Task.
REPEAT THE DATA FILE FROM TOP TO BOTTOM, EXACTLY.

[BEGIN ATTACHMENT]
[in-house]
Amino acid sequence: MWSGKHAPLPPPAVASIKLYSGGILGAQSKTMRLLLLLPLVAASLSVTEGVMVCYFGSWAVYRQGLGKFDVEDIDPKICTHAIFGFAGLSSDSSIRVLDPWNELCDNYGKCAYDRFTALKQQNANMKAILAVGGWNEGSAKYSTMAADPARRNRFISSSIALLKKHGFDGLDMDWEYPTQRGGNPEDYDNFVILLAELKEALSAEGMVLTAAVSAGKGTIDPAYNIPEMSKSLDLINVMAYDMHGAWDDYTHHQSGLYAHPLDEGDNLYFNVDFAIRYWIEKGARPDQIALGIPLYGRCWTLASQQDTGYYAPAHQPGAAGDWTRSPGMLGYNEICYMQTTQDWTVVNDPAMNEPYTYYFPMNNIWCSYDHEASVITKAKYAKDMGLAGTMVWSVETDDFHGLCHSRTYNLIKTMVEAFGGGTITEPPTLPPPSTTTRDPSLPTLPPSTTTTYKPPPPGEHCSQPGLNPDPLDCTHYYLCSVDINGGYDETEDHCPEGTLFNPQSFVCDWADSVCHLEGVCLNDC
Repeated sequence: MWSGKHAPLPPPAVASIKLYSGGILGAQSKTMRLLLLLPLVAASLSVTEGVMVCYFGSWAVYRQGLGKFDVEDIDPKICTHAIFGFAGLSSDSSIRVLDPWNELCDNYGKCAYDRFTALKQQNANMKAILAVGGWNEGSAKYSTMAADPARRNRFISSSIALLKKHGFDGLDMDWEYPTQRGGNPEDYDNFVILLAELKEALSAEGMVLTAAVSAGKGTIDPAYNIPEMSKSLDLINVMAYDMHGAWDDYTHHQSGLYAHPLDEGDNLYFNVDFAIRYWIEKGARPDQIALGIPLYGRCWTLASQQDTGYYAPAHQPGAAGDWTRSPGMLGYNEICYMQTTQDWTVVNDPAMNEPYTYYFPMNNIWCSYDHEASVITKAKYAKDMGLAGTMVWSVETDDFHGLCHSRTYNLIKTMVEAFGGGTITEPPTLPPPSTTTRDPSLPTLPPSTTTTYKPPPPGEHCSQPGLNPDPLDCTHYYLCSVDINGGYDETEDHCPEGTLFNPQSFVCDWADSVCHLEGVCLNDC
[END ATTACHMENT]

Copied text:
[in-house]
Amino acid sequence: MWSGKHAPLPPPAVASIKLYSGGILGAQSKTMRLLLLLPLVAASLSVTEGVMVCYFGSWAVYRQGLGKFDVEDIDPKICTHAIFGFAGLSSDSSIRVLDPWNELCDNYGKCAYDRFTALKQQNANMKAILAVGGWNEGSAKYSTMAADPARRNRFISSSIALLKKHGFDGLDMDWEYPTQRGGNPEDYDNFVILLAELKEALSAEGMVLTAAVSAGKGTIDPAYNIPEMSKSLDLINVMAYDMHGAWDDYTHHQSGLYAHPLDEGDNLYFNVDFAIRYWIEKGARPDQIALGIPLYGRCWTLASQQDTGYYAPAHQPGAAGDWTRSPGMLGYNEICYMQTTQDWTVVNDPAMNEPYTYYFPMNNIWCSYDHEASVITKAKYAKDMGLAGTMVWSVETDDFHGLCHSRTYNLIKTMVEAFGGGTITEPPTLPPPSTTTRDPSLPTLPPSTTTTYKPPPPGEHCSQPGLNPDPLDCTHYYLCSVDINGGYDETEDHCPEGTLFNPQSFVCDWADSVCHLEGVCLNDC
Repeated sequence: MWSGKHAPLPPPAVASIKLYSGGILGAQSKTMRLLLLLPLVAASLSVTEGVMVCYFGSWAVYRQGLGKFDVEDIDPKICTHAIFGFAGLSSDSSIRVLDPWNELCDNYGKCAYDRFTALKQQNANMKAILAVGGWNEGSAKYSTMAADPARRNRFISSSIALLKKHGFDGLDMDWEYPTQRGGNPEDYDNFVILLAELKEALSAEGMVLTAAVSAGKGTIDPAYNIPEMSKSLDLINVMAYDMHGAWDDYTHHQSGLYAHPLDEGDNLYFNVDFAIRYWIEKGARPDQIALGIPLYGRCWTLASQQDTGYYAPAHQPGAAGDWTRSPGMLGYNEICYMQTTQDWTVVNDPAMNEPYTYYFPMNNIWCSYDHEASVITKAKYAKDMGLAGTMVWSVETDDFHGLCHSRTYNLIKTMVEAFGGGTITEPPTLPPPSTTTRDPSLPTLPPSTTTTYKPPPPGEHCSQPGLNPDPLDCTHYYLCSVDINGGYDETEDHCPEGTLFNPQSFVCDWADSVCHLEGVCLNDC